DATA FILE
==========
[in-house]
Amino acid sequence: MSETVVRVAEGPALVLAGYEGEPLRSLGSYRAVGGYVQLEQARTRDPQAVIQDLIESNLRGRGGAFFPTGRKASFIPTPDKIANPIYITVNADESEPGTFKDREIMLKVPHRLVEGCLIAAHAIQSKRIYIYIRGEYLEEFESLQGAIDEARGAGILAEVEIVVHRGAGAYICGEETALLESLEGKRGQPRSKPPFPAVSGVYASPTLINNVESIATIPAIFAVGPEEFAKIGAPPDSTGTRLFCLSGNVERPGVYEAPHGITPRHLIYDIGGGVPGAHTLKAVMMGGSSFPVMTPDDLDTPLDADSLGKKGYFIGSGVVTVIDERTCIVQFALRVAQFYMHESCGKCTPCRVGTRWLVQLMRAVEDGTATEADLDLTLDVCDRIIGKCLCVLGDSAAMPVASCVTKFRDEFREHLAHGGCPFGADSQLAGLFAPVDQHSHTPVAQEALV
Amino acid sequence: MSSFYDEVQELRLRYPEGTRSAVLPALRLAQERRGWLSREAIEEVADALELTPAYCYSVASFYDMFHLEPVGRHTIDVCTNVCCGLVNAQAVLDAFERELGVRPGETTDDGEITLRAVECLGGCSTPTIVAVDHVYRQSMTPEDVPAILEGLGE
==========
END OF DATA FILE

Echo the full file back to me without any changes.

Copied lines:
[in-house]
Amino acid sequence: MSETVVRVAEGPALVLAGYEGEPLRSLGSYRAVGGYVQLEQARTRDPQAVIQDLIESNLRGRGGAFFPTGRKASFIPTPDKIANPIYITVNADESEPGTFKDREIMLKVPHRLVEGCLIAAHAIQSKRIYIYIRGEYLEEFESLQGAIDEARGAGILAEVEIVVHRGAGAYICGEETALLESLEGKRGQPRSKPPFPAVSGVYASPTLINNVESIATIPAIFAVGPEEFAKIGAPPDSTGTRLFCLSGNVERPGVYEAPHGITPRHLIYDIGGGVPGAHTLKAVMMGGSSFPVMTPDDLDTPLDADSLGKKGYFIGSGVVTVIDERTCIVQFALRVAQFYMHESCGKCTPCRVGTRWLVQLMRAVEDGTATEADLDLTLDVCDRIIGKCLCVLGDSAAMPVASCVTKFRDEFREHLAHGGCPFGADSQLAGLFAPVDQHSHTPVAQEALV
Amino acid sequence: MSSFYDEVQELRLRYPEGTRSAVLPALRLAQERRGWLSREAIEEVADALELTPAYCYSVASFYDMFHLEPVGRHTIDVCTNVCCGLVNAQAVLDAFERELGVRPGETTDDGEITLRAVECLGGCSTPTIVAVDHVYRQSMTPEDVPAILEGLGE